Madison (WQOW) — Republican lawmakers on the Wisconsin Building Commission rejected all of Gov. Tony Evers capital budget recommendations on Wednesday.
Some of those proposals rejected included funding for a cancer research center, a new veterans nursing home, funding for youth prisons and upgrades to University of Wisconsin System campuses.
As News 18 reported earlier this month, Gov. Evers announced he was including $109 million in the capital budget to replace Phillips Hall at UW-Eau Claire. UW-Eau Claire Assistant Chancellor for Facilities and University Relations Mike Rindo had said it costs more than $530,000 to operate per year, and they needed the state aid to build a new science hall.
Now, the future of that project is in doubt.
“When you look at the overall capital budget, we believe we’ve made a strong case along with our partnership with Mayo Clinic that this would be a building that is not only necessary and needed but something that could lead to additional economic development and talent development for this region of Wisconsin,” said Mike Rindo with UW-Eau Claire.
The building commission is compiled of Republican and Democratic lawmakers and is chaired by Gov. Evers.
Republican leadership sent Evers a letter before the meeting Wednesday afternoon calling his proposed $2 billion in borrowing “unrealistic and unsustainable.” They asked Evers to work with them to pass a more sustainable plan.
His capital budget recommended 82 building projects, all members voted along party lines.
“Never before members of the commission failed to recommend a capital budget to the legislature the commission has never abandoned our responsibility and duty,” said Sen. Janis Ringhand (D-Evansville).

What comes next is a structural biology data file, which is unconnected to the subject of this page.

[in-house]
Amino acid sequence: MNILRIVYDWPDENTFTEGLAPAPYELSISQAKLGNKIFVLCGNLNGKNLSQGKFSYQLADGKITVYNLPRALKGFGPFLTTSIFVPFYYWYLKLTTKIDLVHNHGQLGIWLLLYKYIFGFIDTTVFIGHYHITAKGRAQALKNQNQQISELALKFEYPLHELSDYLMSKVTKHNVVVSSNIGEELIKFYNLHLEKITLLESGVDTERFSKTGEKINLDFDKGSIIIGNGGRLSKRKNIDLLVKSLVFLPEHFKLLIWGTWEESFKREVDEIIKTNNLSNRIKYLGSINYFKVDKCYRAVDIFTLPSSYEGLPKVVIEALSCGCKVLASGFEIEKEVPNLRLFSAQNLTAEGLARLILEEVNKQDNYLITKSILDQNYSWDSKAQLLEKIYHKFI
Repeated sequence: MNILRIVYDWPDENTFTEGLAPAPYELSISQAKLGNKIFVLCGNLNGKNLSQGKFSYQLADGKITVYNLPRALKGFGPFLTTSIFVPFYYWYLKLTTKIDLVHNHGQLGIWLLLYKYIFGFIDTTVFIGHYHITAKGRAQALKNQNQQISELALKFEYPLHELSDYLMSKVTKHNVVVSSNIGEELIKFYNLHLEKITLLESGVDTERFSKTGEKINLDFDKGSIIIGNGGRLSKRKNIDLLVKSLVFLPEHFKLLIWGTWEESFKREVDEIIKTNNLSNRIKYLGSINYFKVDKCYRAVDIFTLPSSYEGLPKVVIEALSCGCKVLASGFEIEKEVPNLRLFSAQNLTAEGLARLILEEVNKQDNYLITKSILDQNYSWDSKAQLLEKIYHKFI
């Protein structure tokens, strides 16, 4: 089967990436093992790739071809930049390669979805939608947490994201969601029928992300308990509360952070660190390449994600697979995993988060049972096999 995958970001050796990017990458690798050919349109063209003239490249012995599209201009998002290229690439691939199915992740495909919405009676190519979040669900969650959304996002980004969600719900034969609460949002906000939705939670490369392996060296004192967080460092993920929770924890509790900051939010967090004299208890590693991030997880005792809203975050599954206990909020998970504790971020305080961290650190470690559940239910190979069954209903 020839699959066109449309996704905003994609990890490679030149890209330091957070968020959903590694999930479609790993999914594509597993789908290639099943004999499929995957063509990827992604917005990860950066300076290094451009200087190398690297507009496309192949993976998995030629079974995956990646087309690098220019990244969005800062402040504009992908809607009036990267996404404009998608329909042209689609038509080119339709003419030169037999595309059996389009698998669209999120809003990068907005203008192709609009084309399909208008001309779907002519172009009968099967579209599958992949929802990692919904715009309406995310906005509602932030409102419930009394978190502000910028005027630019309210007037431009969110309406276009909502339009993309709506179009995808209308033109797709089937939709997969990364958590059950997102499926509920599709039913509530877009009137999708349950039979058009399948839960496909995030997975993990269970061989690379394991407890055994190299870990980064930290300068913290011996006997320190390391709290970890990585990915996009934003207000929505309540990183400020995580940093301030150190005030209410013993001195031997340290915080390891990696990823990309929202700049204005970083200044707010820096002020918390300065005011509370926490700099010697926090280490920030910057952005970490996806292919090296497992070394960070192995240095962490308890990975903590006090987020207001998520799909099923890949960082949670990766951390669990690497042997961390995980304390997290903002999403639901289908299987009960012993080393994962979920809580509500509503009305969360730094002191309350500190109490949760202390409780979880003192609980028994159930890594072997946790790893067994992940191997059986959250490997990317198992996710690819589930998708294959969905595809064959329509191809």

Republican members argue it’s just too expensive and the amount of borrowing is alarming.
“Our caucus has concerns with the level of bonding, if you want to talk about history this is the largest capital budget in history,” said Rep. Mark Born (R-Beaver Dam).
Evers called the move by Republicans a disappointment, adding it’s rare for lawmakers on the commission to reject moving forward a capital budget.
In a statement, Evers wrote: “Disappointed is an understatement. Republicans on the Commission voted to support this Capital Budget a day ago—they were for it before they were against it. This was about playing politics, plain and simple, not doing what’s best for the people of our state. Republicans would rather have us sit here in gridlock than do the jobs we were sent here to do, and that’s a shame.”
The building commission is required to make recommendations and send them over to the Republican-controlled Joint Finance Committee. But now, the committee might have to start from scratch. That means it is possible that some projects could be delayed and others stalled from moving forward.